Matching pennies is the name for a simple game used in game theory. It is played between two players, Even and Odd. Each player has a penny and must secretly turn the penny to heads or tails. The players then reveal their choices simultaneously. If the pennies match, then Even keeps both pennies, so wins one from Odd. If the pennies do not match Odd keeps both pennies, so receives one from Even.

Game theory is the branch of mathematics in which games are studied: that is, models describing human behaviour. This is a glossary of some terms of the subject.

In game theory, a Bayesian game is a game in which players have incomplete information about the other players. For example, a player may not know the exact payoff functions of the other players, but instead have beliefs about these payoff functions. These beliefs are represented by a probability distribution over the possible payoff functions.

In game theory, trembling hand perfect equilibrium is a refinement of Nash equilibrium due to Reinhard Selten. A trembling hand perfect equilibrium is an equilibrium that takes the possibility of off-the-equilibrium play into account by assuming that the players, through a "slip of the hand" or tremble, may choose unintended strategies, albeit with negligible probability.

In game theory, folk theorems are a class of theorems about possible Nash equilibrium payoff profiles in repeated games. The original Folk Theorem concerned the payoffs of all the Nash equilibria of an infinitely repeated game. This result was called the Folk Theorem because it was widely known among game theorists in the 1950s, even though no one had published it. Friedman's (1971) Theorem concerns the payoffs of certain subgame-perfect Nash equilibria (SPE) of an infinitely repeated game, and so strengthens the original Folk Theorem by using a stronger equilibrium concept subgame-perfect Nash equilibria rather than Nash equilibrium.

In game theory, a repeated game is an extensive form game that consists of a number of repetitions of some base game. The stage game is usually one of the well-studied 2-person games. Repeated games capture the idea that a player will have to take into account the impact of his or her current action on the future actions of other players; this impact is sometimes called his or her reputation. Single stage game or single shot game are names for non-repeated games.

In game theory, a correlated equilibrium is a solution concept that is more general than the well known Nash equilibrium. It was first discussed by mathematician Robert Aumann in 1974. The idea is that each player chooses their action according to their observation of the value of the same public signal. A strategy assigns an action to every possible observation a player can make. If no player would want to deviate from the recommended strategy, the distribution is called a correlated equilibrium.

In game theory, the purification theorem was contributed by Nobel laureate John Harsanyi in 1973. The theorem aims to justify a puzzling aspect of mixed strategy Nash equilibria: that each player is wholly indifferent amongst each of the actions he puts non-zero weight on, yet he mixes them so as to make every other player also indifferent.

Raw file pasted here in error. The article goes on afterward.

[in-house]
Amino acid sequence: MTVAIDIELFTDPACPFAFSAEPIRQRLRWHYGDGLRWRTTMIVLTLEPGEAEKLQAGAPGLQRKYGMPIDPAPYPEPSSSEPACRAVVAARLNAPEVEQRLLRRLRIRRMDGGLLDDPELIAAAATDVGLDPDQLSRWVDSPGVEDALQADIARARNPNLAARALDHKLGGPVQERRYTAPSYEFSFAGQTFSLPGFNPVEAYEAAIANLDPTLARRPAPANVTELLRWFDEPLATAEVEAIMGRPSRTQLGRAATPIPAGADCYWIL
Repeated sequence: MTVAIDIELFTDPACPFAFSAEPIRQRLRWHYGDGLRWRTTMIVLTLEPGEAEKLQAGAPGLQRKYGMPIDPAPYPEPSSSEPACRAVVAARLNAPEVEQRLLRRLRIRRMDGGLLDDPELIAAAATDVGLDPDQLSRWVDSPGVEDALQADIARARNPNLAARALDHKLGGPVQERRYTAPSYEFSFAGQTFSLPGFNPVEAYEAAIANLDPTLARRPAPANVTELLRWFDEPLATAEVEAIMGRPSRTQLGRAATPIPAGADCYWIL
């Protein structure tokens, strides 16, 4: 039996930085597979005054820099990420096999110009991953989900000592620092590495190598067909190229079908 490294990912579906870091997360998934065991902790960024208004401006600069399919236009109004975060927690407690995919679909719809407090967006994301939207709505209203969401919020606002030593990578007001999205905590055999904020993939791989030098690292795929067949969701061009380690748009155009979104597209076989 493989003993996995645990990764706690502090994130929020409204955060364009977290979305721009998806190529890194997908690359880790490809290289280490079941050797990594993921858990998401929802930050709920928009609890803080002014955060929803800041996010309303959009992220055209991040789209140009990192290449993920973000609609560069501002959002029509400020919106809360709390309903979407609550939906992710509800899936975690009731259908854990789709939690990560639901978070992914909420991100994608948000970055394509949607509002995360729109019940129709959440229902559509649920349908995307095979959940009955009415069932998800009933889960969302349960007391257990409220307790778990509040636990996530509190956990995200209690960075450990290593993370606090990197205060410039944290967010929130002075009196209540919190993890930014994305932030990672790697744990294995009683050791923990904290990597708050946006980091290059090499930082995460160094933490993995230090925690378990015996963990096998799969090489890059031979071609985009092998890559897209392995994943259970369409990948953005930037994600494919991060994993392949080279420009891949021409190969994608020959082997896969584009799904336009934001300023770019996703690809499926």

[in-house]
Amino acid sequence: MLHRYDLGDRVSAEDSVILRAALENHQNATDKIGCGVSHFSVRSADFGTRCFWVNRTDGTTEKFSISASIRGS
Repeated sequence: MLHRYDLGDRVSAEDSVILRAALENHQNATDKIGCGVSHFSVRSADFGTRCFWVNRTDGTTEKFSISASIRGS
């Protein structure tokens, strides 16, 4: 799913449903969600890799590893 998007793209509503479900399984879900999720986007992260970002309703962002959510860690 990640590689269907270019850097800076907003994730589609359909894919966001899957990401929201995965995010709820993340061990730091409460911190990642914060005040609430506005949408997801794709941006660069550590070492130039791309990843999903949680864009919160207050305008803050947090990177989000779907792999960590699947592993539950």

Quantal response equilibrium (QRE) is a solution concept in game theory. First introduced by Richard McKelvey and Thomas Palfrey, it provides an equilibrium notion with bounded rationality. QRE is not an equilibrium refinement, and it can give significantly different results from Nash equilibrium. QRE is only defined for games with discrete strategies, although there are continuous-strategy analogues.

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M equilibrium is a set valued solution concept in game theory that relaxes the rational choice assumptions of perfect maximization and perfect beliefs. The concept can be applied to any normal-form game with finite and discrete strategies. M equilibrium was first introduced by Jacob K. Goeree and Philippos Louis.

The Berge equilibrium is a game theory solution concept named after the mathematician Claude Berge. It is similar to the standard Nash equilibrium, except that it aims to capture a type of altruism rather than purely non-cooperative play. Whereas a Nash equilibrium is a situation in which each player of a strategic game ensures that they personally will receive the highest payoff given other players' strategies, in a Berge equilibrium every player ensures that all other players will receive the highest payoff possible. Although Berge introduced the intuition for this equilibrium notion in 1957, it was only formally defined by Vladislav Iosifovich Zhukovskii in 1985, and it was not in widespread use until half a century after Berge originally developed it.


Inline citations
  1. V. Bubelis (1979). "On equilibria in finite games". International Journal of Game Theory. 8 (2): 65–79. doi:10.1007/bf01768703.
  2. Vazirani, Vijay V.; Nisan, Noam; Roughgarden, Tim; Tardos, Éva (2007). Algorithmic Game Theory (PDF). Cambridge, UK: Cambridge University Press. ISBN   0-521-87282-0.
  3. P.W. Goldberg and C.H. Papadimitriou (2006). "Reducibility Among Equilibrium Problems". 38th Symposium on Theory of Computing. pp. 61–70. doi:10.1145/1132516.1132526.
  4. C. Daskalakis, P.W. Goldberg and C.H. Papadimitriou (2009). "The Complexity of Computing a Nash Equilibrium". SIAM Journal on Computing . 39 (3): 195–259. CiteSeerX . doi:10.1137/070699652.
  5. H. Tsaknakis and Paul G. Spirakis (2008). "An optimisation approach for approximate Nash equilibria". Internet Mathematics. 5 (4): 365–382. doi: 10.1080/15427951.2008.10129172 .
  6. Spyros C. Kontogiannis and Paul G. Spirakis (2010). "Well Supported Approximate Equilibria in Bimatrix Games". Algorithmica . 57 (4): 653–667. doi:10.1007/s00453-008-9227-6.